This is obviously no longer a job just for print. Print remains the ultimate push technology, inserting itself into the home and accessible by anyone walking by the coffee table. It needs to be intelligent and graphically engaging to do its job well, and its job is needed now more than ever.
Social media—in all its rapid permutations and viral capabilities—is a terrific tool. So is video—a new frontier with its citizen journalists on one hand and its hunger for high-quality and effective story-telling on the other.
Finally, there is audio, especially radio. Catholics are beginning to take back drive time, but we need to mature quickly in terms of quality presentations.
Catholic News Service has access to these resources. Its challenge is integrating them and making them available to its clients in ways that their audiences will find most useful or appealing.
In our sound bite-driven digital culture, people often seem to react to things before reading them, leading many public figures to limit their media contact to very tightly controlled and brief statements. Yet the Vatican, thinking in centuries, continues to address documents of several hundred pages to ordinary people who do not know what to do with them. Recent popes, when asked to explain them in press conferences, often find themselves misinterpreted to suit different secular agendas. In this context, what do you see as the most serious challenges for the Catholic press today?
Well, this is certainly one more reason for a vibrant Catholic press, to help clarify the confusion and provide context to the sound bite. The challenge is to be informed, authoritative, intelligent, responsive. We have some well-educated Catholic journalists and editors, but we need to be looking toward the next generation. This is something that the Catholic Press Association can help address with its professional training webinars and courses.
Pope Francis has often talked about preferring a “Church of accidents” to a church closed in on itself. Circling the wagons, or on the other hand playing it safe and avoiding controversy, is no way to bear witness to the Gospel.
The church is a 2000-year-young embodiment of God’s love for us. It is dedicated to the renewal of the world and the salvation of souls. It doesn’t fulfill its mission by playing it safe or by being forever in a defensive posture.
Today what the Catholic press needs to do is report intelligently, honestly and from a perspective of faith, thus helping to both inform and educate Catholics. More educated and more intelligent listeners are the best antidote to the superficial, even erroneous reporting that one can find in the general media when it comes to church documents and statements.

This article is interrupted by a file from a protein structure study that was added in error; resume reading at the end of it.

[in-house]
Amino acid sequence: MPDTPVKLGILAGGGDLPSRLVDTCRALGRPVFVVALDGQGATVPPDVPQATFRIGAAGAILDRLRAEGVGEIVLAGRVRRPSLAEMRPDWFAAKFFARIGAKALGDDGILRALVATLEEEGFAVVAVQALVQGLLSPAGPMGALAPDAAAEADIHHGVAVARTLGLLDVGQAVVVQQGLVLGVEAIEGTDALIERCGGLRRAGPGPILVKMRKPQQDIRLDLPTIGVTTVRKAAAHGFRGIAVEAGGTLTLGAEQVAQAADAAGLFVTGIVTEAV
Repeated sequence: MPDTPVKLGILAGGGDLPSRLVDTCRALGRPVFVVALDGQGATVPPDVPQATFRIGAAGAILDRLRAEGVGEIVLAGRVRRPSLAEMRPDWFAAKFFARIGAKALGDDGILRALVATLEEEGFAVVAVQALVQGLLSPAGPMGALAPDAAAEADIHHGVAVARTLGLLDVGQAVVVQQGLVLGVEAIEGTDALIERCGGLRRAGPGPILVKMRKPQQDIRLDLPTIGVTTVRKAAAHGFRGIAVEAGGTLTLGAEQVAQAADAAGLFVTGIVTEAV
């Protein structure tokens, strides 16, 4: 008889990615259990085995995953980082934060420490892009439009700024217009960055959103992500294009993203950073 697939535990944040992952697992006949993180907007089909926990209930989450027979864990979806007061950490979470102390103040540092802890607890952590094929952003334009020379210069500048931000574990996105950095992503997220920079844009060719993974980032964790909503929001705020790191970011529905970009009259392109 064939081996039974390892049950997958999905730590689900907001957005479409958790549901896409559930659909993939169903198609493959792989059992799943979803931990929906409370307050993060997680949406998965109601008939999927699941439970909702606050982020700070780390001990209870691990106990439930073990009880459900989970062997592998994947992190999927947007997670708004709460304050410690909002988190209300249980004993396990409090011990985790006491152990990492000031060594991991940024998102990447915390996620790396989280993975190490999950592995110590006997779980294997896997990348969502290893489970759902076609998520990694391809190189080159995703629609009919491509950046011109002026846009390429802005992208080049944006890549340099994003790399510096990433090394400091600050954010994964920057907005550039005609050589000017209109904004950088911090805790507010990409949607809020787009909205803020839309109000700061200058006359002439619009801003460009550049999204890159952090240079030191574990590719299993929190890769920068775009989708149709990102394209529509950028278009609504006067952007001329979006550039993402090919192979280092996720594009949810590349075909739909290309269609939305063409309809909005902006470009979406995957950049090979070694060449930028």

It sometimes feels like the Catholic press, following the secular press, remains firmly wedded to 20th century methods of communication (wire services, press releases, radio, television, websites, carrier pigeon, etc.) which are now rapidly diminishing in influence as “new media” surges. While traditional communications platforms will always remain important, it is also clear that no institution can survive if it does not find a way to also utilize the latest tools of communion to share its message. What are your specific hopes for the Catholic press to embrace new forms of media in the future?
Well, we’ve not used carrier pigeons for months now. In truth, it is true that every media organization is seeking to use the latest tools to communicate. The challenge is finding the way to invest in the right tools, and to afford our both/and environment: print, blogging and social media, YouTube and livestreaming services like Periscope and Facebook Live, Instagram and photo services.
Catholic media doesn’t have to be on the bleeding edge of technology. But it needs to stay relevant and it must be obsessed with reaching its audience in the most effective ways possible.
If you could say one thing right now to Pope Francis about the U.S. Catholic press, what would it be?
Give an exclusive interview to Catholic News Service! We’ll make sure to get his words out to the vast panoply of Catholic publications we serve!
Any final thoughts?
We need Catholic communicators to care passionately about the church, and we need church leaders—at the parish, the chancery and nationally—to care passionately about Catholic communications.
Sean Salai, S.J., is a contributing writer at America.